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Hubspring hopes to end the hassles of managing a hospital department

Frank Gencorelli loves being a pediatric anesthesiologist.

But at some point in his training to become a clinician, he realized that medicine is lagging behind other industries when it comes to incorporating breakthrough digital technology.

“You can order a car in three seconds with an app, and you’re seeing places like supermarkets using better technology than a hospital, where people’s lives are in the balance,” he says. 

Frustrated with doctors scribbling notes to each other on paper or critical messages on dry erase boards, the Miami-based Gencorelli and friend and colleague Andrew Rosendahl, a psychiatrist, created their own solution: Hubspring.

What is it?

Hubspring allows doctors to streamline all their messaging, contacts, files, schedules, and charts into a single app. Headquartered at CIC Miami on the edge of the Health District, the app has been released over the past several months to a select group of hospitals and medical practitioners across the country. They’re now moving into growth mode, with hiring and venture funding planned.

What’s the South Florida connection?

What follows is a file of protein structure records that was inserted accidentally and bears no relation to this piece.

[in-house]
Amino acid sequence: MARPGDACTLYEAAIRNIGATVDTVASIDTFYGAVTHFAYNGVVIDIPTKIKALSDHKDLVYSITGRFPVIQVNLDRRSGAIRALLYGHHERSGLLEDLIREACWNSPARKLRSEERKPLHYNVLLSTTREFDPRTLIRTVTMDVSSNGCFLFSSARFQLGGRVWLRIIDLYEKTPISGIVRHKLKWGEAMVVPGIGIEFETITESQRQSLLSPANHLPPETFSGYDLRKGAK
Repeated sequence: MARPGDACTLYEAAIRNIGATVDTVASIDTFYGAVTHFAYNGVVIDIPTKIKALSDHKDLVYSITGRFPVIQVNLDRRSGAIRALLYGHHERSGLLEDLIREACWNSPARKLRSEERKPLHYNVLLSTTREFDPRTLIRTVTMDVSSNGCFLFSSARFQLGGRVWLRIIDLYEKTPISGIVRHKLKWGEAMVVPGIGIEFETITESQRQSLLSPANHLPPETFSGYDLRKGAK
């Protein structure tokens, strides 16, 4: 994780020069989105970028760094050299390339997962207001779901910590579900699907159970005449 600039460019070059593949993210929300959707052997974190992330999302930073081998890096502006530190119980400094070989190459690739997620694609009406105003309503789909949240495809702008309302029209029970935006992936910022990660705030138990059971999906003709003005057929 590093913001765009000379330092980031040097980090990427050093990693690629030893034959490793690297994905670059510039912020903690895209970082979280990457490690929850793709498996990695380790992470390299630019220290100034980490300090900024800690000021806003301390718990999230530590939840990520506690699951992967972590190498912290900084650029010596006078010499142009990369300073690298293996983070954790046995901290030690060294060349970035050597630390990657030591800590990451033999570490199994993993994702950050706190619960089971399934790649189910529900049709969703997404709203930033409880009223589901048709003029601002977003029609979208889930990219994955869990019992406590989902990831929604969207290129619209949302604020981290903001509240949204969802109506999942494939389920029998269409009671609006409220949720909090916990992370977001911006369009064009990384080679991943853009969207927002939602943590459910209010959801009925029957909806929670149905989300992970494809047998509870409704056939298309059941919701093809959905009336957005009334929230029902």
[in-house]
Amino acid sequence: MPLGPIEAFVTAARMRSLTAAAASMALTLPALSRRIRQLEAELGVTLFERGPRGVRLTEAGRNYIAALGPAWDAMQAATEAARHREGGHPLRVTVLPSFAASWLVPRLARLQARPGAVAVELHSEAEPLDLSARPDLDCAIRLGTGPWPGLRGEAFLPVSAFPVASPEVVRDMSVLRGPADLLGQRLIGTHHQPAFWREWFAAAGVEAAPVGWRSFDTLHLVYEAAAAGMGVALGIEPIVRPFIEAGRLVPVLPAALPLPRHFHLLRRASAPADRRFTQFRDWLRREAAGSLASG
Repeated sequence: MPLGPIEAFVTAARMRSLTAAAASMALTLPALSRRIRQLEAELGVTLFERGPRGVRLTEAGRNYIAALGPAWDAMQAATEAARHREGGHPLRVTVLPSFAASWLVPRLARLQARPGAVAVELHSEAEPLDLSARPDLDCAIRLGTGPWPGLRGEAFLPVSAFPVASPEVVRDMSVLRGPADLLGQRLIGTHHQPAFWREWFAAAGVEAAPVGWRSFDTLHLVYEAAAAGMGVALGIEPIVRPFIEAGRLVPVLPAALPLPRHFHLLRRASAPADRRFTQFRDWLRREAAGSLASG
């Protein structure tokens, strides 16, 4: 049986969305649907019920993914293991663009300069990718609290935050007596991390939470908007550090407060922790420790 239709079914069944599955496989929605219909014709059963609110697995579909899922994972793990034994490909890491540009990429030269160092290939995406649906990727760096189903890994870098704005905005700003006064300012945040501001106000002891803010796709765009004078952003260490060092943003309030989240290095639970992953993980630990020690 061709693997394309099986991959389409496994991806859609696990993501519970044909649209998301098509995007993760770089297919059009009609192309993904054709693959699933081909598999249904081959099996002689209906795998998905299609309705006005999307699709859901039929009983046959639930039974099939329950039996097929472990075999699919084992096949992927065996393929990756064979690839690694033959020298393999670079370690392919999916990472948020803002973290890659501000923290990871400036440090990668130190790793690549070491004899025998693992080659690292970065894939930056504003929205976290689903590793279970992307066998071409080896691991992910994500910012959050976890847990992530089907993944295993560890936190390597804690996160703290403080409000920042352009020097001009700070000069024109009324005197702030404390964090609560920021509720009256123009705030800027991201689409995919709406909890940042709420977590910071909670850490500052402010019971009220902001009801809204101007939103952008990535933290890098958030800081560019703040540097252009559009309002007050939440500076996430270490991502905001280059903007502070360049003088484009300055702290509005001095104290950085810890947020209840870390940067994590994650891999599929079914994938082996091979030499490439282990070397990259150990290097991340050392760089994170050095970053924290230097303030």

With its numerous hospitals, private practices, assisted living facilities and the like, South Florida is the perfect place to launch, director of operations Danielle Zighelboim said.

South Florida’s health tech scene is in fact booming. And Hubspring plans to recruit heavily from the wealth of human capital the area offers, whether it be graduates from the University of Miami, Gencorelli’s alma mater, or CIC Miami itself, which was designed to accommodate health tech startups (the space, for instance, has biological and chemical laboratories).

How are they raising money?

The only local drawback so far has been raising capital, a common complaint among Miami’s tech community at large. And getting venture interest for hospital-related ideas has been particularly tricky, Gencorelli said, because most investors assume their business is tied to government entitlement spending.

“Our revenue stream is not tied to reimbursements, but [investors] think it’s all tied to Medicare reimbursements,” he said, saying they instead sell monthly subscriptions to access the platform. “Especially in healthcare, it’s been difficult to raise money locally, so we’ve had to look outside [Miami]. But we wanted to just do it all here.”

That is one of Hubspring’s overarching goals: to be known as a Miami-first company.

“We want to make something great in Miami, we want to be creating jobs in Miami, we’d like to create a business that’s feeding the economy here,” Zighelboim said.

By Rob Wile
Rob Wile, the curator for Startup.Miami, is a writer and entrepreneur living in Mid-Beach. He’s a former staff writer for Fusion and Business Insider. His work has also appeared in Slate, Newsweek, Money Magazine and The New Tropic. He writes a twice-weekly newsletter on tech, business, and the economy in South Florida called The Heatwave.